While still badly segregated, Europe’s industry has evolved little by little, thanks in part to indie producers forcing greater representation in successful gay porn.

Films by Axel and Yoshi feature actors of all races, body types, sexes, and genders, a point of which they are proud.

Porn and Sexual Identity

Axel says, “I’m white, cis and have all the privilege, so inclusivity is important for my work. There’s a cycle of racism. People only think they want what they’re used to. Mainstream studios just want profit, so they cater to that. But it should be our job to force more representation. We need to change people’s minds and make them more open to diversity.”

The comment sections and forums of porn sites are also where people often express their prejudices openly. This, however, presents a unique opportunity to confront them. Axel and Yoshi both experienced a great deal of biphobic and transphobic bashing after filming with genderfluid dominatrix Mistress Kinako.

“We had comments accusing us of being ‘gay for pay,’” Axel says. “I mean, if I had to define myself, I’m probably more pansexual. But I didn’t stop being queer because I made a video with Kinako.”

Photo by Cho Byeong-uk for Trailer Zine.
feat Kosmic Sans, Axel’s spouse

“I’m pretty much just gay,” says Yoshi. “For me it’s work. It’s just playing a role and I’m open to working with lots of different people. But whenever we film with a trans person or anyone who’s not a man, there’s going to be some complaints. Especially in Japan, definitions and ideas of being ‘real gay’ are very rigid. But that’s why I’m glad we push back and we challenge people in the comments.”

While often a taboo topic, sex is a fundamental part of human society and of most people’s lives.

Though a tall order given the current practices in the adult video entertainment world, introducing greater diversity and challenging stereotypical character roles could be a top-down (or perhaps bottom-up) way of fighting social inequality.

Axel says, “I’m convinced porn influences the whole of society, more than just the gay community. Race, trans issues, biphobia. If we become more progressive with our porn, we could get people to discover new things and become more curious and open-minded about the world.”

Photo by Kii Chan

Photo by Kii Chan

Porn as Art and Capitalism

I ask perhaps the most famous question in porn: can it be art? The two come down hard on opposing sides.

“Absolutely not,” Yoshi says, making Axel cackle. “For me it’s not art. I want to sell my material and that’s it. It’s just consumable and capitalistic. I don’t like the word ‘art’ to begin with. It’s snobby.”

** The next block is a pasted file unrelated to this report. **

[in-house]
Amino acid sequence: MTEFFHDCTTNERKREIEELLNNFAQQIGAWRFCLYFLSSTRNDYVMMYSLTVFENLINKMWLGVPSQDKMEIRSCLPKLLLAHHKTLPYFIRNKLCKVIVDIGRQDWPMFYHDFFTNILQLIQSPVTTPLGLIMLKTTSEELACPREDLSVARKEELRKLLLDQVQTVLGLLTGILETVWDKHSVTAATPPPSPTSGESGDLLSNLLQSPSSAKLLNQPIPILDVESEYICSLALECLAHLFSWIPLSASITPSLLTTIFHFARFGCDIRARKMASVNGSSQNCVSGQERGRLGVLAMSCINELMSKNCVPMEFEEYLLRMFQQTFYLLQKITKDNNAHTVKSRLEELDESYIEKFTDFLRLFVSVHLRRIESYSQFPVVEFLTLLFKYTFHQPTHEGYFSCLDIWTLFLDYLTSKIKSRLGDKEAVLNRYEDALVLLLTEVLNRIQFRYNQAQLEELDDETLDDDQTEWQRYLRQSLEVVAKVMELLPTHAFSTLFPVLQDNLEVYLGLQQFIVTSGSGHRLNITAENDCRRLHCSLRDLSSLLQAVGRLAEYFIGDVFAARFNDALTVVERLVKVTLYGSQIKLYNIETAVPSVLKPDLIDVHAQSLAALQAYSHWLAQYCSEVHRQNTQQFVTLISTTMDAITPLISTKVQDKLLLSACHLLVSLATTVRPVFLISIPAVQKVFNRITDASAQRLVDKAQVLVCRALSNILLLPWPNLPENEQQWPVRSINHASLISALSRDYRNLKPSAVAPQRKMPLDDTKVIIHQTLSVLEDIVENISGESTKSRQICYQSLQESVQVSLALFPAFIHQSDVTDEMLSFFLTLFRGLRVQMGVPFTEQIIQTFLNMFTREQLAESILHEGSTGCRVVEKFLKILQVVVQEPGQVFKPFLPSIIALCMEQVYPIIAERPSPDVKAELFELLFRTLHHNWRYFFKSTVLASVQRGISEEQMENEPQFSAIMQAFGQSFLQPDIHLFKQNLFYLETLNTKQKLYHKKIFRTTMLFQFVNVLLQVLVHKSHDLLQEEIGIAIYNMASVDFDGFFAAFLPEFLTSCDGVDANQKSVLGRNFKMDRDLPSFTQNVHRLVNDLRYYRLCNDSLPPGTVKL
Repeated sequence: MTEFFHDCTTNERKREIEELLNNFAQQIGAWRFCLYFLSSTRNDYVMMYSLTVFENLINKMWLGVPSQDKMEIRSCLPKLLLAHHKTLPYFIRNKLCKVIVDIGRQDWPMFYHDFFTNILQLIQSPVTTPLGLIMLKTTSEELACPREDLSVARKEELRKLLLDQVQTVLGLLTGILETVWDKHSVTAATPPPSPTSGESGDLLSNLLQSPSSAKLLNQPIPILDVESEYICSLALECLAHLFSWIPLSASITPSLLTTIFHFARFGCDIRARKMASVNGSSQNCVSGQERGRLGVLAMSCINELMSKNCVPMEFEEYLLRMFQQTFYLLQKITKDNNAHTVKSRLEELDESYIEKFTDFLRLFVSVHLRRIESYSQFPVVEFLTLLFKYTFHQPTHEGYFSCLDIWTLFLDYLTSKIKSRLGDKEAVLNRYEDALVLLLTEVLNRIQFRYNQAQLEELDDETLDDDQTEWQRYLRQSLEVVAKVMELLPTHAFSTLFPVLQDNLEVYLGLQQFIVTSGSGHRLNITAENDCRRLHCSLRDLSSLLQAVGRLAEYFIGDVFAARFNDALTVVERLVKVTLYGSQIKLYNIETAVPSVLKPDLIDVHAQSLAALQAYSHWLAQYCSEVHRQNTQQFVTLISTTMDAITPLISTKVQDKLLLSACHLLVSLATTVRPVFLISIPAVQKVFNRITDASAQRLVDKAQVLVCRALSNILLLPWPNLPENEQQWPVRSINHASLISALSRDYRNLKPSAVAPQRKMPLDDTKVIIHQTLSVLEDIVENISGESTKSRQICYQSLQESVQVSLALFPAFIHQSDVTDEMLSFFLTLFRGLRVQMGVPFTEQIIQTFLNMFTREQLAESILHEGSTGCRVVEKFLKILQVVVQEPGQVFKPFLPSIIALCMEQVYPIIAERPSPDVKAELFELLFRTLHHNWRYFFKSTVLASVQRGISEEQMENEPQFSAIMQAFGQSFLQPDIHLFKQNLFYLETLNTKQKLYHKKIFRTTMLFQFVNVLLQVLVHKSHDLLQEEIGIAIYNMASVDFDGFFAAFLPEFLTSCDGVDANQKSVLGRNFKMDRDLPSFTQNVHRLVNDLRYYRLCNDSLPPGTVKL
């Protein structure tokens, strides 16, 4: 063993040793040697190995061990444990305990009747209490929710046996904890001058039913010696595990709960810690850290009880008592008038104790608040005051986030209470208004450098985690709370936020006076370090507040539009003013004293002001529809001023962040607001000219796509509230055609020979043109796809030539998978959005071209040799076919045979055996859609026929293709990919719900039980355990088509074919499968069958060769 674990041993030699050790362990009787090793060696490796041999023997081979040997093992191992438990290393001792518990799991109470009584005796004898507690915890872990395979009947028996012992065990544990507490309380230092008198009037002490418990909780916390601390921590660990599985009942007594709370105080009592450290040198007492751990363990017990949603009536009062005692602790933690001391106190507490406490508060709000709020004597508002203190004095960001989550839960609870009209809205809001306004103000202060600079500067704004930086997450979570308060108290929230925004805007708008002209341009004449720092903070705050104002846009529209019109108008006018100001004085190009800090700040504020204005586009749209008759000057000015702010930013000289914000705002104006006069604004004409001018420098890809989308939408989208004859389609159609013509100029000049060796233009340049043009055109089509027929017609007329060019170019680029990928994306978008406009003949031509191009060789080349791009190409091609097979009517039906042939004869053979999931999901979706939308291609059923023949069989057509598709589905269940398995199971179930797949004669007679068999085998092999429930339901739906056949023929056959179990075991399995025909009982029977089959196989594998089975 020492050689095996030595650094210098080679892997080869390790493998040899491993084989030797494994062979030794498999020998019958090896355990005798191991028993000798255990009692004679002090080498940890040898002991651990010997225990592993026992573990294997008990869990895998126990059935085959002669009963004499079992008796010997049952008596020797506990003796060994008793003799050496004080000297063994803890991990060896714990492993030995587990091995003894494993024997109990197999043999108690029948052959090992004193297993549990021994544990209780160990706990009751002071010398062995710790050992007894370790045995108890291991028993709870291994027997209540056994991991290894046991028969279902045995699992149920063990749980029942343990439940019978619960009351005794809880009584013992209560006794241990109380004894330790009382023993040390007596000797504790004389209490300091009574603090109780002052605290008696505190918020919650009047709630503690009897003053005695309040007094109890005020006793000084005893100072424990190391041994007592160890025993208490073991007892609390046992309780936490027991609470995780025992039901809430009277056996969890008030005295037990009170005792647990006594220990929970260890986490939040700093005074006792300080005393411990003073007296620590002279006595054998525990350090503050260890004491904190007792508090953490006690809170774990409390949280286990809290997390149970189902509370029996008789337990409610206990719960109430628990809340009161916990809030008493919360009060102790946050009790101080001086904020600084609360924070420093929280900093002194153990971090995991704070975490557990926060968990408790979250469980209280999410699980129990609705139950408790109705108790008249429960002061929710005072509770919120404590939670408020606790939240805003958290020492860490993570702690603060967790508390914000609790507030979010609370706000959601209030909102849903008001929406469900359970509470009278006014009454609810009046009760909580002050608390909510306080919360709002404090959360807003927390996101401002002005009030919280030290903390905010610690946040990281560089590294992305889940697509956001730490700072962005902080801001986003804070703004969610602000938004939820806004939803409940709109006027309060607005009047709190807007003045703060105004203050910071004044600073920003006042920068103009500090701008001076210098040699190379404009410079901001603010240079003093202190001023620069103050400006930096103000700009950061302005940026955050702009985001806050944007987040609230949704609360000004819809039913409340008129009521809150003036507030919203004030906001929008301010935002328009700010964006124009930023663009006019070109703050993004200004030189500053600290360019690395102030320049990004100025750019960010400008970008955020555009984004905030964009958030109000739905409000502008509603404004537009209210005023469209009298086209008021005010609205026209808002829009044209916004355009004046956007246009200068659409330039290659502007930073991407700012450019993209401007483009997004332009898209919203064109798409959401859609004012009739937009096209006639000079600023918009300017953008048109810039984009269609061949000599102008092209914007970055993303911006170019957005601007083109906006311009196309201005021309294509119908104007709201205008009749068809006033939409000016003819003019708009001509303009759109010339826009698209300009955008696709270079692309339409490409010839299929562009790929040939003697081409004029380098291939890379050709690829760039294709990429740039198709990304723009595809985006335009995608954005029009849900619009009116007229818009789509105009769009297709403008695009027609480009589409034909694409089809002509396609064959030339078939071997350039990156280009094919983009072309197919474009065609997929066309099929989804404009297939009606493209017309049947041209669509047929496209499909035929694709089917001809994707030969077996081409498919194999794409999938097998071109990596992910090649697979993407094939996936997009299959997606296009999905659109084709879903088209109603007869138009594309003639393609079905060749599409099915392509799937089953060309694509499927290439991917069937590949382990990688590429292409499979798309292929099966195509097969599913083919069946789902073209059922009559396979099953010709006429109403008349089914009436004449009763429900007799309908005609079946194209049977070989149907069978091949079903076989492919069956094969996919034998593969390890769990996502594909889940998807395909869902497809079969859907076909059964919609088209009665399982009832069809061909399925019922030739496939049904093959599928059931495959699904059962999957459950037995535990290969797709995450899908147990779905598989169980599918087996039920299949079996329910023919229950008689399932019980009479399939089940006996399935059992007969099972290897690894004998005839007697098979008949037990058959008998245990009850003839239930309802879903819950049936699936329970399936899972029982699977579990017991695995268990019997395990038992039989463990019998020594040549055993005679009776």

“I disagree!” Axel exclaims. “I think it’s absolutely art. I think all porn is art. Everything made by humans is art. Take this furniture. This table. This menu. Maybe they’re mass-produced, but someone designed these things once. For that person, it was art. It might not be good art, or something in a museum. But it’s art.”

“You’re too liberal with the word,” says Yoshi. “It’s because you went to film school.”

“Art is taking something from your mind and creating it,” Axels says. “It doesn’t have to be beautiful, just causing an emotion, making you react. When I make porn, I care about colors, lighting, editing, background and sounds. I want to create a mood.”

Yoshi relents. “I see Axel’s as closer to art, because he has a story and an idea he wants to convey. Some porn can be art. But I think some are just a platform for physical pleasure and for selling something. But to be true art… maybe it has to be French.” He laughs.

The S Word

What frustrates Axel and Yoshi most of all is the taboo of sex—the inability of mainstream people to have frank discussions about their bodies and desires.

“Sometimes it takes porn for people to talk about these things, but overall, I wish people could explore their relationship with sex without judgement and live without frustration,” Axel says. “Sex is a fundamental part of human nature—the way we were all conceived. If we have a healthy relationship with sex and with our bodies, we can build better trust with others.”

“I want people to be less scared,” Yoshi agrees. “There’s so much stigma around fetish culture, sex workers and the porn industry. But we’re just normal people (mostly). I want people to open their minds.”

Axel nods. “We see sex as something sacrilegious and that’s unhealthy.”

Featured photo by Saimon for Cursed photobook

Read more from our Queer Japan series:

An Interview with the Vogue Artists of Japan

A Quick History of Japan’s LGBTQ Icons

Blending Borders with Makeup Artist Pepe Paladini